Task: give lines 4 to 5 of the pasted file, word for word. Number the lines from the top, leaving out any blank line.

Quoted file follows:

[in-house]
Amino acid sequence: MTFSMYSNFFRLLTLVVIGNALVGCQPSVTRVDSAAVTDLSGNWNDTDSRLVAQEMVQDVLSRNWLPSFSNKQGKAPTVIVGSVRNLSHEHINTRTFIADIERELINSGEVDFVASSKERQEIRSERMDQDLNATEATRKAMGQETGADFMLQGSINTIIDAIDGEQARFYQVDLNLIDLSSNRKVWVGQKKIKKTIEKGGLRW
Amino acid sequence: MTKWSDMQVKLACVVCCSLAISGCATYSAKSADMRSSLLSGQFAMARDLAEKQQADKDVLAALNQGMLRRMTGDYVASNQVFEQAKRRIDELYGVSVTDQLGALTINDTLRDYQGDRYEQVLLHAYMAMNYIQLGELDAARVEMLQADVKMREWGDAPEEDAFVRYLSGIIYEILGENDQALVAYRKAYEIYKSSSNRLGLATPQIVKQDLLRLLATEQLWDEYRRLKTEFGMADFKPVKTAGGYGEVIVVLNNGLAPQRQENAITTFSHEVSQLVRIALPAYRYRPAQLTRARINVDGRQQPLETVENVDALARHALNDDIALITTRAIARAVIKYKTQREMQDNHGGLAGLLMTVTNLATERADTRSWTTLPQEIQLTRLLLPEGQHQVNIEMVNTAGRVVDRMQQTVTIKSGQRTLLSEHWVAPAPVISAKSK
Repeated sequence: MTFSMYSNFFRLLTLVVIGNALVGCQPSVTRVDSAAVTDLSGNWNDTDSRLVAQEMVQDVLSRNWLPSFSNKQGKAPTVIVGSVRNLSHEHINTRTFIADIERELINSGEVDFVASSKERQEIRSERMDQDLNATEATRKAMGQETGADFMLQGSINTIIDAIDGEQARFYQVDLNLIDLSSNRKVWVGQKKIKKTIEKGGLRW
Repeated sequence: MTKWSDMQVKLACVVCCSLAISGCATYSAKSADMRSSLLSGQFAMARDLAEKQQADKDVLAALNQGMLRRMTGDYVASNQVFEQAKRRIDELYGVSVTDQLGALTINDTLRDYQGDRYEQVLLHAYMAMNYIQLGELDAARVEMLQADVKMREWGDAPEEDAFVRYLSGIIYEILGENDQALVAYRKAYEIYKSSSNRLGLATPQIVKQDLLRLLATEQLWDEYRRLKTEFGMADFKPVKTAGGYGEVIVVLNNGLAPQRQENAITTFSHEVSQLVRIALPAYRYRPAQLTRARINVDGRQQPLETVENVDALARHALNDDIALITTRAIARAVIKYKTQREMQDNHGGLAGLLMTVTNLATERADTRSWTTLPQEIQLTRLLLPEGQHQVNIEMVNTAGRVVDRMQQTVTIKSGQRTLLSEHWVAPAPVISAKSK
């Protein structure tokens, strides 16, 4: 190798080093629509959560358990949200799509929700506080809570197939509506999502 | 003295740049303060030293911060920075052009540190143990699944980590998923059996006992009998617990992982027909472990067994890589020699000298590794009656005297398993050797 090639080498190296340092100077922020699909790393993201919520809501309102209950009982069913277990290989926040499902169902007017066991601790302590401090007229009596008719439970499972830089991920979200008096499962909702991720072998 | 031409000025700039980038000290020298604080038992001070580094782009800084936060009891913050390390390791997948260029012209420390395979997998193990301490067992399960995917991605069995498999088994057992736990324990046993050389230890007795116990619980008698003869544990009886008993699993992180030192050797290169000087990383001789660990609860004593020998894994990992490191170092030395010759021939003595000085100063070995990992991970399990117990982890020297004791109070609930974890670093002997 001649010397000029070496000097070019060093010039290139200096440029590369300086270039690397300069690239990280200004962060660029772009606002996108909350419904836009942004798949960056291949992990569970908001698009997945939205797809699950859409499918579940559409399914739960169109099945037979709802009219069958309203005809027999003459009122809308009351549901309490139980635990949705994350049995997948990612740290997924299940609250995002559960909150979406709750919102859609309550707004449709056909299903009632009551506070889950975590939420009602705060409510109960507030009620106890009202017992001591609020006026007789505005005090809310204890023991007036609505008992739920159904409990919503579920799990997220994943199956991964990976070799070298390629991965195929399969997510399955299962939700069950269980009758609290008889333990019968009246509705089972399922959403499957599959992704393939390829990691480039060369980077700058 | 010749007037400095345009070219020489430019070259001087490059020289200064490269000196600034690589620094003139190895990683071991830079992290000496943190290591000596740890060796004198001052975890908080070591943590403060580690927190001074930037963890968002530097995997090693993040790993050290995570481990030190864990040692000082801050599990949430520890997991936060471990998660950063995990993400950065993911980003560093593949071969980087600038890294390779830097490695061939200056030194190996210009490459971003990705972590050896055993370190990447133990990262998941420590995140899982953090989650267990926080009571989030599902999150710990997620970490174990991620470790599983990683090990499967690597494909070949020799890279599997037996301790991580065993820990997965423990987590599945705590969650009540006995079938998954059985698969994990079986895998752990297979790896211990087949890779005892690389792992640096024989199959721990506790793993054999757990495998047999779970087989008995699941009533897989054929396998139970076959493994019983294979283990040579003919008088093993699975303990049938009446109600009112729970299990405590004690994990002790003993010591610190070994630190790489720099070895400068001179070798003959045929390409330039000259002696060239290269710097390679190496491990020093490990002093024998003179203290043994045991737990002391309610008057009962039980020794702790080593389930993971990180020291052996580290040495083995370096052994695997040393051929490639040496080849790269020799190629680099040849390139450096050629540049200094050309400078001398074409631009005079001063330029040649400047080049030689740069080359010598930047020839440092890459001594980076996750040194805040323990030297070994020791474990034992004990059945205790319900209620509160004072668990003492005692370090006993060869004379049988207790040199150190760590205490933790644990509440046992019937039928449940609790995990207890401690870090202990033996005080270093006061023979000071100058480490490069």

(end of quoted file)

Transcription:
Repeated sequence: MTFSMYSNFFRLLTLVVIGNALVGCQPSVTRVDSAAVTDLSGNWNDTDSRLVAQEMVQDVLSRNWLPSFSNKQGKAPTVIVGSVRNLSHEHINTRTFIADIERELINSGEVDFVASSKERQEIRSERMDQDLNATEATRKAMGQETGADFMLQGSINTIIDAIDGEQARFYQVDLNLIDLSSNRKVWVGQKKIKKTIEKGGLRW
Repeated sequence: MTKWSDMQVKLACVVCCSLAISGCATYSAKSADMRSSLLSGQFAMARDLAEKQQADKDVLAALNQGMLRRMTGDYVASNQVFEQAKRRIDELYGVSVTDQLGALTINDTLRDYQGDRYEQVLLHAYMAMNYIQLGELDAARVEMLQADVKMREWGDAPEEDAFVRYLSGIIYEILGENDQALVAYRKAYEIYKSSSNRLGLATPQIVKQDLLRLLATEQLWDEYRRLKTEFGMADFKPVKTAGGYGEVIVVLNNGLAPQRQENAITTFSHEVSQLVRIALPAYRYRPAQLTRARINVDGRQQPLETVENVDALARHALNDDIALITTRAIARAVIKYKTQREMQDNHGGLAGLLMTVTNLATERADTRSWTTLPQEIQLTRLLLPEGQHQVNIEMVNTAGRVVDRMQQTVTIKSGQRTLLSEHWVAPAPVISAKSK